New Delhi: If business travel doesn’t resume, 40% are concerned about earnings. A new study commissioned by SAP Concur shows increasing willingness among 99 percent of Indian business travelers to resume work trips within the next 12 months. Over 78 percent are ‘very willing to get back on work trips. This is higher than the global average.
Respondents to the survey carried out in India, Singapore, Malaysia, China, Hong Kong, Taiwan, Japan, South Korea, Australia, and New Zealand believe that the current travel hiatus is hurting their careers – by impeding their business goals and personal lives. While professionals are eager to restart in-person meetings soon, they also want greater control over how they will travel, so that their safety and health can be better safeguarded amidst the pandemic.
“Covid-19 has upended business travel in the past year and a half. Yet, it has also reaffirmed business travel’s importance in forging business and personal connections, and enabling career advancement,” said Dr Carl Jones, Vice President and Head of Strategy for SAP Concur Asia Pacific.
“While uncertainty continues to linger around travel curbs, firms can support business travelers by updating travel policies to provide more flexibility in flight and accommodation selection, better-protecting employees’ health and safety. Then as vaccinations progress and travel bubbles form in the coming months, they will be better positioned to enable safe travel, facilitating business growth and talent retention.”
Key findings from the study of Indian business travelers include:
Travelers believe the inability to travel will hurt them both professionally as well as personally
Like their global counterparts, over 84 per cent of Indian business persons worry that the inability to increase travel will affect them personally. These concerns include: The difficulty in developing and maintaining business connections (59 per cent in India compared to 45 per cent globally); Not advancing in their career (43 per cent compared to 33 percent globally); Making less money (40 per cent compared to 38 per cent globally)
If business travel doesn’t resume, 40% concerned about earnings. On the business front, Indian respondents worry that if their organization does not increase business travel, it will be difficult to sign new deals (47 per cent), build new relationships (41 per cent) and renew contracts with existing clients (43 per cent).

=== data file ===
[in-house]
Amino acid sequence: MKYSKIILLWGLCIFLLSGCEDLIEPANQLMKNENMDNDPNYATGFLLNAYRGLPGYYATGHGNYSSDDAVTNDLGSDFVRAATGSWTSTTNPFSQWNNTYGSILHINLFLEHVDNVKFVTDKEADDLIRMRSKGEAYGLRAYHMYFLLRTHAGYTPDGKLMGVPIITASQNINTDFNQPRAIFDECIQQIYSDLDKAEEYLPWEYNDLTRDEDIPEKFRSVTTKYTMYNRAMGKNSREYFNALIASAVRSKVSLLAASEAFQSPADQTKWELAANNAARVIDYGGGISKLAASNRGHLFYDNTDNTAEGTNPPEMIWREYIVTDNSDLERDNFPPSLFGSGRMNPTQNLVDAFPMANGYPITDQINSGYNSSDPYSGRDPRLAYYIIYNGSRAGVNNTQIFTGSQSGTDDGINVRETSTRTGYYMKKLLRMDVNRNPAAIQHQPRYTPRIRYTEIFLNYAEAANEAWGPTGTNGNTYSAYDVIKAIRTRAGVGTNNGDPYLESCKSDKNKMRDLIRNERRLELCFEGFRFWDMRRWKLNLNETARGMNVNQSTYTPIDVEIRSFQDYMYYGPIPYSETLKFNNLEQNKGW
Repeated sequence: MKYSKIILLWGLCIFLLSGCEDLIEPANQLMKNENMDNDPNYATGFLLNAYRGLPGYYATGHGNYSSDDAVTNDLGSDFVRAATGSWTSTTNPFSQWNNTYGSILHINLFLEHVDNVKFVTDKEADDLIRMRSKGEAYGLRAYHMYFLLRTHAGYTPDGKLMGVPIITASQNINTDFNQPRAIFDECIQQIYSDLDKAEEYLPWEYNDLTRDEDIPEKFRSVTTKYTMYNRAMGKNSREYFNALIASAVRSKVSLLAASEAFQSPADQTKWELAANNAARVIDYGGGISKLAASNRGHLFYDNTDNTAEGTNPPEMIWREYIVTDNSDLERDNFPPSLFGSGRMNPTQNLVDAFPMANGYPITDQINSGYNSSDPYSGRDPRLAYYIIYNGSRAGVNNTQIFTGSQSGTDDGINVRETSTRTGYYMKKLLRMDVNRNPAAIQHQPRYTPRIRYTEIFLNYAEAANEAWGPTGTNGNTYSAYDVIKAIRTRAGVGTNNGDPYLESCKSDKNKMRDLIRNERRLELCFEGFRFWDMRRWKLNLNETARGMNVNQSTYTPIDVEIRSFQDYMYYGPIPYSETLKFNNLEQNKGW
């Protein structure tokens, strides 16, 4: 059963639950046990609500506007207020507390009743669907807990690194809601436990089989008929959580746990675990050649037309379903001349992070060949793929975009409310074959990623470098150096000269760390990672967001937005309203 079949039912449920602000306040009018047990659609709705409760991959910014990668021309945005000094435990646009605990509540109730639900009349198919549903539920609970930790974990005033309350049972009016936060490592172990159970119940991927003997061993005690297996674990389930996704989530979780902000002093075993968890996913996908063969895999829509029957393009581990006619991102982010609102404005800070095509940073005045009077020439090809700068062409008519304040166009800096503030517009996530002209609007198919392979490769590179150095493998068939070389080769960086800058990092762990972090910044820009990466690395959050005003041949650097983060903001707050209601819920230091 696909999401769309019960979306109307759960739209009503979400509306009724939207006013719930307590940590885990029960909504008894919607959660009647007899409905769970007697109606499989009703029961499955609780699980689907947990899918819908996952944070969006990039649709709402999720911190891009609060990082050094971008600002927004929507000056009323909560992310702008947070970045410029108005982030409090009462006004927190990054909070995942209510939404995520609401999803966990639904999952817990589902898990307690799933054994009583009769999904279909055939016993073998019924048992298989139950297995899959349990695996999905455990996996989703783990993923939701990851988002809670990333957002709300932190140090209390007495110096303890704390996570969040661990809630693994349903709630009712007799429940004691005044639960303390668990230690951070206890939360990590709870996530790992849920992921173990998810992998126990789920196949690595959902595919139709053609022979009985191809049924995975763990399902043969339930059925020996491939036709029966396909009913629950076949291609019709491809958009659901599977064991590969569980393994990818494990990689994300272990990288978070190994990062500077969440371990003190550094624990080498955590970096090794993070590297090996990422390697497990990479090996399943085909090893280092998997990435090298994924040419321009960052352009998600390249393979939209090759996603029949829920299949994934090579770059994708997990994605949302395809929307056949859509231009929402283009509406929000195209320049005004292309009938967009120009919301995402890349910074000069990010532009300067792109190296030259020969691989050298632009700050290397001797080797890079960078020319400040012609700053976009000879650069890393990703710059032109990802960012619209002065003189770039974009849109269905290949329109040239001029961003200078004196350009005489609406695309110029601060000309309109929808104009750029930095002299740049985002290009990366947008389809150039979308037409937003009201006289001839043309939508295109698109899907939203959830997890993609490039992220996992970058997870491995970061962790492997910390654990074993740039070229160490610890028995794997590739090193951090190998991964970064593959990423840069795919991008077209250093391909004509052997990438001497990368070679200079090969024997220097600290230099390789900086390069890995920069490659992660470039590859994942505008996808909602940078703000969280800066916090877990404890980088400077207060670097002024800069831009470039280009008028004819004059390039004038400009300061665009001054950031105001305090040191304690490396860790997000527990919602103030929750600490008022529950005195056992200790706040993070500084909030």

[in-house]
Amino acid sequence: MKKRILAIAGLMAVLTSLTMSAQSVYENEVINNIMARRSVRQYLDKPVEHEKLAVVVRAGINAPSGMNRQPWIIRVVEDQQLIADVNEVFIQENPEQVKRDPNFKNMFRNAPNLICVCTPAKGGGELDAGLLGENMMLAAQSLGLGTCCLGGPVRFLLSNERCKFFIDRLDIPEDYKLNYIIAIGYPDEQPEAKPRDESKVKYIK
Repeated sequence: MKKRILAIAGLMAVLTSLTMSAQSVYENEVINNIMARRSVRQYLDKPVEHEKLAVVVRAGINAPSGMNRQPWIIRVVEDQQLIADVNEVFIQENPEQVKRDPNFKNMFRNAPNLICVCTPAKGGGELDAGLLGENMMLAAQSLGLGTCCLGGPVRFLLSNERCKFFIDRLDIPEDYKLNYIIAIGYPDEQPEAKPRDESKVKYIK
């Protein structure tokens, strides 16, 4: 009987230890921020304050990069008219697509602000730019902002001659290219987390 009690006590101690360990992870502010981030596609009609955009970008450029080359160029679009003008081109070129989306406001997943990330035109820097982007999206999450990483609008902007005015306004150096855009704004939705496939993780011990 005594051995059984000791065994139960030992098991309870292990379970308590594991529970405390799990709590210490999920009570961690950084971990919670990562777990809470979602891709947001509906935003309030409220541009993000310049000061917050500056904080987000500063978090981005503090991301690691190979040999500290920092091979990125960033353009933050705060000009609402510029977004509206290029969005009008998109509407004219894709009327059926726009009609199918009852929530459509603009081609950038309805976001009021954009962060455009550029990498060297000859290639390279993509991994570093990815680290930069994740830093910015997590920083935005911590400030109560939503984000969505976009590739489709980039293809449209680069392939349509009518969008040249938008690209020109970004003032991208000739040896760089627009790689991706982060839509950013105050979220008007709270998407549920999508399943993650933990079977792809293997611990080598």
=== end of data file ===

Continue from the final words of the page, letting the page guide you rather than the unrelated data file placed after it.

Overall, in the APAC region, 9 per cent are afraid their business will shut down, and 14 per cent worry that they will lose their jobs. These grave concerns reveal respondents’ perceptions that business travel is a vital vehicle to strengthen business relationships for career success and experience new places to broaden personal horizons.
Flexibility is crucial for employee safety.
Flexibility is now the most pressing need for business travelers. Indian business travelers cite the ability to select their preferred mode of travel (64 per cent vs 43 per cent globally) and to book their travel directly on supplier websites, such as airlines or hotels (58 per cent vs. 39 per cent globally) as essential for protecting their health and safety.
Indian travelers are keen on staying in larger hotels (54 per cent), using their personal vehicle instead of public transportation (49 per cent) and prioritizing trips with shorter distances (42 per cent).
Two in 3 (66 per cent) Indian business travelers state that they want to return to business travel on their own terms.
With growing awareness about social distancing, sanitizing, and adhering to all Covid-related protocols, there’s a sense of personal responsibility and not letting their guard down among business travelers. About two in 5 (41 per cent) Indian business travelers hold themselves most responsible for their health and safety on a trip. A significant section of respondents has also learned to live with the pandemic, taking all necessary precautions. 58 per cent of Indian business travelers want to loosen travel policy restrictions or return to the pre-COVID 19 policy.
“Employees are ready to return to business travel, but on their own terms,” said Dr Jones.
“The actions that businesses take in the next 12 months to protect traveler safety and health could make or break their ability to acquire and retain valuable employees amid a competitive market for talent.”
“As restrictions lift and normalcy resumes, there would be an uptick in demand for business travel, albeit with fresh modifications and impetus on flexibility, convenience and choice. Even though businesses have successfully adapted and are strategizing well to navigate in a post-pandemic world, the importance of business travel to developing connections, ideate and network remain undiminished”, says Mankiran Chowhan, Managing Director – India, SAP Concur.
“Going forward companies will have to rejig their travel policies and put employee safety and well-being first for a more productive and wholesome travel experience”, she adds.
The SAP Concur Survey – Business Travelers was conducted by Wakefield Research (www.wakefieldresearch.com) between April 15 and May 10 2021, among 3,850 Business Travelers in 25 Markets: the US, Canada, Brazil, Mexico, LAC (Colombia, Chile, Peru, and Argentina), the UK, France, Germany, ANZ region (Australia and New Zealand), SEA region (Singapore and Malaysia), China, Hong Kong, Taiwan, Japan, India, Korea, Italy, Spain, Dubai, Benelux (Belgium, Netherlands and Luxembourg), South Africa, Sweden, Denmark, Norway and Finland.
There were 1,050 respondents from the APAC markets.
The data has been weighted to ensure a reliable representation of the business traveller population in each market.